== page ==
Time to go to Chinatown.
This weekend we went down to Chinatown to replenish our supply of Chinese insecticidal chalk, which had run out over the past year.
The thing about Chinese Chalk is that it's.....not legal. So if you're looking to buy it, you have to be a little savvy. They sell it in Chinatown, but it's not out in the open, you have to ask.
We parked at a lot off Spring Street at Alpine Street, just north of Superior Poultry - where you can get, if you like, live chickens for your dinner. We pulled our car into the space indicated by the attendant wearing a sun-flapped cap, and inched forward incrementally as he squeezed us in. Behind and around us, cars were stack-parked as tightly as you could imagine. It was a hot day and he had to stay here, beyond the high steel fence separating the parking lot from the poultry dealer. You could hear a few sad clucks, and it didn't smell good. We gladly handed him the $4 fee.
The crosswalks are newly paved with a dragon design.
Up on Broadway, the sidewalks outside the stores were cluttered with stuff, cheap clothes, shoes, parasols, and toys.
I envied the smart Asian ladies, who held parasols over their heads, shielding themselves from the hot sun. Of course, every time I come to Chinatown, I usually buy a parasol for that very purpose. I probably have a half-dozen parasols at home, but never think to put one in the car. I have at least three parasols at home, right by my front door.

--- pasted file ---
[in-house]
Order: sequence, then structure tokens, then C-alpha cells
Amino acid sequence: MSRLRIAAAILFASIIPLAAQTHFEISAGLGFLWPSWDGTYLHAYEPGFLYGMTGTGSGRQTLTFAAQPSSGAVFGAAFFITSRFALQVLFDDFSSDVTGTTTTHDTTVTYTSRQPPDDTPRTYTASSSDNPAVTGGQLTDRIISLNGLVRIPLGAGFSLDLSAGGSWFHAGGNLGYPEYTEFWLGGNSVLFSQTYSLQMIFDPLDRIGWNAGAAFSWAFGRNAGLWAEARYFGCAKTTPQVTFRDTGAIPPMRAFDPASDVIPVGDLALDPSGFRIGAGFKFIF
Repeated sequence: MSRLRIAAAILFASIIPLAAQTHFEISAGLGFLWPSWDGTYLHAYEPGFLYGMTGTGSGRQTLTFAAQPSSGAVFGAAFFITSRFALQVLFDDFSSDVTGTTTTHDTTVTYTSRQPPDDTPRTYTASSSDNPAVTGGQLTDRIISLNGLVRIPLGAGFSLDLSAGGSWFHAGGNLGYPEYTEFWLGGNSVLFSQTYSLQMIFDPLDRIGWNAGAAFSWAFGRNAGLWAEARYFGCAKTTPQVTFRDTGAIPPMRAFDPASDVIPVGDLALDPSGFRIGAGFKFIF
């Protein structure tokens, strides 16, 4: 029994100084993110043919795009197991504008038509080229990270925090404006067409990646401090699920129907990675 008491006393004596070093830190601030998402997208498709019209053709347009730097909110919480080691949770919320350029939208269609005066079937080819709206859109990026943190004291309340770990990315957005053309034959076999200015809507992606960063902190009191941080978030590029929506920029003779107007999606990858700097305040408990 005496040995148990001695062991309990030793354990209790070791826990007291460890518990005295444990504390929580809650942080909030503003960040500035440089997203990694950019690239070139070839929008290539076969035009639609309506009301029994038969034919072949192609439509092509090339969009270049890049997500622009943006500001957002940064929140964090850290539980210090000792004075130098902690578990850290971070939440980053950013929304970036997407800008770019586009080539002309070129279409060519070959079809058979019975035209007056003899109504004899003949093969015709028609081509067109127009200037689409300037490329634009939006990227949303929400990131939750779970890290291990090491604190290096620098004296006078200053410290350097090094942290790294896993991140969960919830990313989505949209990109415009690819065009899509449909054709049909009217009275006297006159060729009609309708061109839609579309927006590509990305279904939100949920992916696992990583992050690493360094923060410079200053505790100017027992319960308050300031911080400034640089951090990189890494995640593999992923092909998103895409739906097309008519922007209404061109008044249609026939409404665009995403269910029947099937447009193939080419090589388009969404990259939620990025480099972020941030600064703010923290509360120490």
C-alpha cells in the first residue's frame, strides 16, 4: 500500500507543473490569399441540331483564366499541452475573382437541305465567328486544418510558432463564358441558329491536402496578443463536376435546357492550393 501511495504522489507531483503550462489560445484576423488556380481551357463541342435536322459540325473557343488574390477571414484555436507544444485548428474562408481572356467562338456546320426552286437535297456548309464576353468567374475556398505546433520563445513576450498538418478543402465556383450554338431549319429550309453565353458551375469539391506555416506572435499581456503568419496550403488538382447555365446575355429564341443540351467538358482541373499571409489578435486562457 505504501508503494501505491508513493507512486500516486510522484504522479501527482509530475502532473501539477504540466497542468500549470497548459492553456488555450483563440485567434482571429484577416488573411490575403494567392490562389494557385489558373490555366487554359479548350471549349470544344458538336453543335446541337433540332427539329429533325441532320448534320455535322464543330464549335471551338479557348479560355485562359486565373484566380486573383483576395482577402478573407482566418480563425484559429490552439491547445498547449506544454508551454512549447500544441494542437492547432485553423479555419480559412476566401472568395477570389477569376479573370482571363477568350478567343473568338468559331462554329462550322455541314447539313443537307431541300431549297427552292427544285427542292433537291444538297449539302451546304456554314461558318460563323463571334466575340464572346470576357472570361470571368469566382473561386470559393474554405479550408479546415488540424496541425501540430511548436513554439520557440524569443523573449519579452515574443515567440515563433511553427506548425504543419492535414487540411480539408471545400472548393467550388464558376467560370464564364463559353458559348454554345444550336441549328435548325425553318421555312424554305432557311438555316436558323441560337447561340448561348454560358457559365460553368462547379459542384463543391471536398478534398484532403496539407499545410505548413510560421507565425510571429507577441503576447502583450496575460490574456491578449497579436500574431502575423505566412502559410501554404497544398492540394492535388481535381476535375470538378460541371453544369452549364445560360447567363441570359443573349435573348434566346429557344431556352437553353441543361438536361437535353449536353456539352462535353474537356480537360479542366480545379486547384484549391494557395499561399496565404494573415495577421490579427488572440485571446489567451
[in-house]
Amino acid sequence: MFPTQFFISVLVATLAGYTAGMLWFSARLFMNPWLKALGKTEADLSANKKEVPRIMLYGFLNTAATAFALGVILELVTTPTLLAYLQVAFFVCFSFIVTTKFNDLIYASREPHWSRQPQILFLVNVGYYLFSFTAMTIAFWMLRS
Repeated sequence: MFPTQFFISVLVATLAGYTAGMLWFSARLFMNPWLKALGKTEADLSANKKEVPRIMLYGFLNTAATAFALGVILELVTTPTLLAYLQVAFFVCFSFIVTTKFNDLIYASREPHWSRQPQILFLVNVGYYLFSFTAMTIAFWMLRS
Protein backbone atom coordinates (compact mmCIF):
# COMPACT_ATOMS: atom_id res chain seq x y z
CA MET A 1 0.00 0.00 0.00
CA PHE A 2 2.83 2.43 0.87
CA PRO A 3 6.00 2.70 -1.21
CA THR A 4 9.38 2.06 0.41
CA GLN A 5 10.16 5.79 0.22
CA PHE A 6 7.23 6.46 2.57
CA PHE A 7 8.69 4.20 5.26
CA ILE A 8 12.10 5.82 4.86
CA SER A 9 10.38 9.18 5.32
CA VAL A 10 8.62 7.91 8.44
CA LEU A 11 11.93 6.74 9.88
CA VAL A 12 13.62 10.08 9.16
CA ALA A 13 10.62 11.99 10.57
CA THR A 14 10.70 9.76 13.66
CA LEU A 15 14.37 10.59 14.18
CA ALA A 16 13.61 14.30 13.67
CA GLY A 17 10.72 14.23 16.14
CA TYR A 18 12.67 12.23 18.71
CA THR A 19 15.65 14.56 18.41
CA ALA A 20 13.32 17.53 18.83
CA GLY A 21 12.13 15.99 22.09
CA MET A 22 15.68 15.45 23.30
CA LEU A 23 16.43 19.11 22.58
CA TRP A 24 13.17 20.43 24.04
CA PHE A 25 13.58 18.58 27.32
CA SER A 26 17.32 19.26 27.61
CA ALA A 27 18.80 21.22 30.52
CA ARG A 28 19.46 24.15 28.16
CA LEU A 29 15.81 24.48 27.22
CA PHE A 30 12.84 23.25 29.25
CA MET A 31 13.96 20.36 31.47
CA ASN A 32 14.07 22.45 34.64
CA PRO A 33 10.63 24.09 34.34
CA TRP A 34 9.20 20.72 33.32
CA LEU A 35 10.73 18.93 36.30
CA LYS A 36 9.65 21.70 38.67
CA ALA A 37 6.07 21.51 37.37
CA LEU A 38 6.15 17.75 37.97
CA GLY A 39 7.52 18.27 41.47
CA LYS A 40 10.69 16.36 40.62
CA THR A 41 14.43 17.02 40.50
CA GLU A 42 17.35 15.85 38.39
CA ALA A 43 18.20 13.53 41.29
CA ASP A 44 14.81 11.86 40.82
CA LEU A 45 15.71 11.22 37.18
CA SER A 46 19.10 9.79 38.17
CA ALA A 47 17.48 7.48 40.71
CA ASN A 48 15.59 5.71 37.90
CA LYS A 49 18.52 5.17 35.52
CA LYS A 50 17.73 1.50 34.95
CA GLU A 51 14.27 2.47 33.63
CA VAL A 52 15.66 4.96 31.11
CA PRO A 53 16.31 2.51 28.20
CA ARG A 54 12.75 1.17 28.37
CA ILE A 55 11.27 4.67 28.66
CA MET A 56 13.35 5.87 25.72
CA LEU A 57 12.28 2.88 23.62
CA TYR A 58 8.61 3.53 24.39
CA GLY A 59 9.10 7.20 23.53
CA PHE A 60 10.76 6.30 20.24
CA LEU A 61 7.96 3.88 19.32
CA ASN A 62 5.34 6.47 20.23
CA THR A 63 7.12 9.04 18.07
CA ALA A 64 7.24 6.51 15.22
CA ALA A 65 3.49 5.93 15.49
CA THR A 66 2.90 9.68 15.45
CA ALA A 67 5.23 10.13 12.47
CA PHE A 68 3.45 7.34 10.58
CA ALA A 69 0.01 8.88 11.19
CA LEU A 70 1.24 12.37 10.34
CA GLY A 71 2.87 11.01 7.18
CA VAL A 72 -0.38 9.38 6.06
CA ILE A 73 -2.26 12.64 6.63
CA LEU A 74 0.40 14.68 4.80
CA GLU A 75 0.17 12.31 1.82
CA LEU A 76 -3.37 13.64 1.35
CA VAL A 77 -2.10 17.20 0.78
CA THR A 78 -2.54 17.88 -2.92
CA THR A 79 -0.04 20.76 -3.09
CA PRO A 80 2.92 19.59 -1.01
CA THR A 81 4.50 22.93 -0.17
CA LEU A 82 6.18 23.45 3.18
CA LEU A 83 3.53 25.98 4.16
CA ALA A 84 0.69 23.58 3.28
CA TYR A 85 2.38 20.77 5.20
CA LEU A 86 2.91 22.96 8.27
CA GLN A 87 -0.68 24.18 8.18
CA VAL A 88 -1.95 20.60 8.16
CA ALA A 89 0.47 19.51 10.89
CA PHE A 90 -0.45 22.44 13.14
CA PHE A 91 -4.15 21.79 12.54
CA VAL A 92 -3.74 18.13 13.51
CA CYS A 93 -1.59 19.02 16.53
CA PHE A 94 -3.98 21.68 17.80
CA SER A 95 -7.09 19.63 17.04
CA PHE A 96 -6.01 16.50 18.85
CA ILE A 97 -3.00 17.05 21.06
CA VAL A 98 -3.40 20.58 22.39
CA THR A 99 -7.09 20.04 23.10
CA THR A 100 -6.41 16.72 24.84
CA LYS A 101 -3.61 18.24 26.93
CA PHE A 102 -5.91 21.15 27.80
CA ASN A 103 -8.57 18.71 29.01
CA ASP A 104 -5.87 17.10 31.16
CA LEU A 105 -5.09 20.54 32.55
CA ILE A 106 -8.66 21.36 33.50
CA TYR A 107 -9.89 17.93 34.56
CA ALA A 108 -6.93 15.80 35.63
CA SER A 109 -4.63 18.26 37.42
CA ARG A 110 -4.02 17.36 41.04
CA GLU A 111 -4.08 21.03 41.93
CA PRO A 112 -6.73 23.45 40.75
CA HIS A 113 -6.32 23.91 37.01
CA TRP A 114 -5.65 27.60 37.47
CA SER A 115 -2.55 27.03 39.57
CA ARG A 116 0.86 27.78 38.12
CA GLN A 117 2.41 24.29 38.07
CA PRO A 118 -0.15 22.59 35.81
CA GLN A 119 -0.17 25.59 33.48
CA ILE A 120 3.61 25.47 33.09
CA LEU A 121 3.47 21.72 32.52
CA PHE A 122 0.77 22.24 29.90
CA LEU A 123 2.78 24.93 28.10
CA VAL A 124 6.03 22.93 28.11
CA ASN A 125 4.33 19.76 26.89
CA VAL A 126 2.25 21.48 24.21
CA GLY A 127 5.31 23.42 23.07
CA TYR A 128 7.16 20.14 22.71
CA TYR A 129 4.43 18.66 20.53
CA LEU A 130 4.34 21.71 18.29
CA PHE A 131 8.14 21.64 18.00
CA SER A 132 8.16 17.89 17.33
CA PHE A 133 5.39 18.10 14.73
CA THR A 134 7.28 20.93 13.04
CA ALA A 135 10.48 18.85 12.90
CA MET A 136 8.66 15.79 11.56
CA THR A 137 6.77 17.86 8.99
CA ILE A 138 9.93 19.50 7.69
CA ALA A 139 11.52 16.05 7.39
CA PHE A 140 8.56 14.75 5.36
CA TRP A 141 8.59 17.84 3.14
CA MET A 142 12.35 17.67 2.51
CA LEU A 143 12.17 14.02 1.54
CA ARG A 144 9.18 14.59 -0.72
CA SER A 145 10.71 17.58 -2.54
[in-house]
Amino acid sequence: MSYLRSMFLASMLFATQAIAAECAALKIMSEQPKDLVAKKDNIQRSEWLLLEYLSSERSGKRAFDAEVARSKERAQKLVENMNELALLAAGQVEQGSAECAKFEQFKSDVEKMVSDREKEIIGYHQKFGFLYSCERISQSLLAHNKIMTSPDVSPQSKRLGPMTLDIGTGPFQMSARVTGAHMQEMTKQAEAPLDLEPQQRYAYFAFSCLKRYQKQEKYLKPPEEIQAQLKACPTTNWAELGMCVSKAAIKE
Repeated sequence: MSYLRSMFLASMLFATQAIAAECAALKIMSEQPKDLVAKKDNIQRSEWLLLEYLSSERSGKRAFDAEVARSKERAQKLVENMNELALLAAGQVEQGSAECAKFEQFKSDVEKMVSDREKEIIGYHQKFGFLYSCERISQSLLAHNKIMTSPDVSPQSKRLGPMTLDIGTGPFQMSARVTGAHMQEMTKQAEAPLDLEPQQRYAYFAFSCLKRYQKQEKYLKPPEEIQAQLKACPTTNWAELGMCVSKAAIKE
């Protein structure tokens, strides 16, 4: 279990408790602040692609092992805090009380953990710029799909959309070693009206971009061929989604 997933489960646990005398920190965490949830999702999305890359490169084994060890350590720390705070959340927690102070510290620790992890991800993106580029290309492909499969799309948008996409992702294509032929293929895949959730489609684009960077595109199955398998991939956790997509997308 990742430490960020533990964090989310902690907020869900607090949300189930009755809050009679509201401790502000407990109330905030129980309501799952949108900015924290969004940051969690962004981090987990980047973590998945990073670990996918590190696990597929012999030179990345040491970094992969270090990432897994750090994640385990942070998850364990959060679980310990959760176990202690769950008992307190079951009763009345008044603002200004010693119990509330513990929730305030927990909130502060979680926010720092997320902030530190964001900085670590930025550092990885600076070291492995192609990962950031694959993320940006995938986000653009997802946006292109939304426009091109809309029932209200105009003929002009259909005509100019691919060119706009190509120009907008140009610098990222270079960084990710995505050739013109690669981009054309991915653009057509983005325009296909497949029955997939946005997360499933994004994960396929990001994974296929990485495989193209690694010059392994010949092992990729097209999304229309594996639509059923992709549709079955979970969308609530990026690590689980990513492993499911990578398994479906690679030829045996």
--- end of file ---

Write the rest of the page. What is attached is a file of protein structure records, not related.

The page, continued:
In the stores, we asked shopkeepers if they had insecticidal chalk, but we were rebuffed. "Down the block," said one cashier. "Coming in next month," said another.
Down on Spring Street, some people were clustered around a red pick-up truck. A multicolored umbrella shaded the bed of the truck, which was filled with bunches of plump, dark black grapes, all tumbled in loose. The liftgate was down, and an older man had a scale propped up on it. As customers clustered round, he grabbed bunches of grapes, stuffed them into plastic bags and weighed them, while people thrust dollar bills at him.
Saturday in L.A.'s Chinatown, for smart shoppers.
We continued down the sidewalk, past the store that sold mechanical talking birds, glittery Buddha and Lucky Cat figurines, and LED store signs.
Beyond, another entrepreneur - a Vietnamese "taco truck."
Boba drinks and banh mi - there were plenty of customers. Sandwiches looked good, but we were on a mission, so we passed on the truck.
Finally, we ducked into Saigon alley - a crowded, crammed passage between two buildings, where vendors rent small stall for their businesses. The walkway is claustrophobic, narrow, and on a hot day like this, stifling.
She drew me back into the booth. "Yes, two for one dollar," she said. "How many you want?"
"Five dollars," I said. She went to the cheap, fiberboard cabinet that held up the cash register, and opened a drawer. She showed me two boxes of the familiar orange and yellow boxes, bundled with rubber bands; then she shoved five bundles into a black plastic bag. I handed her a five.
Now let's go find a noodle shop and get some lunch!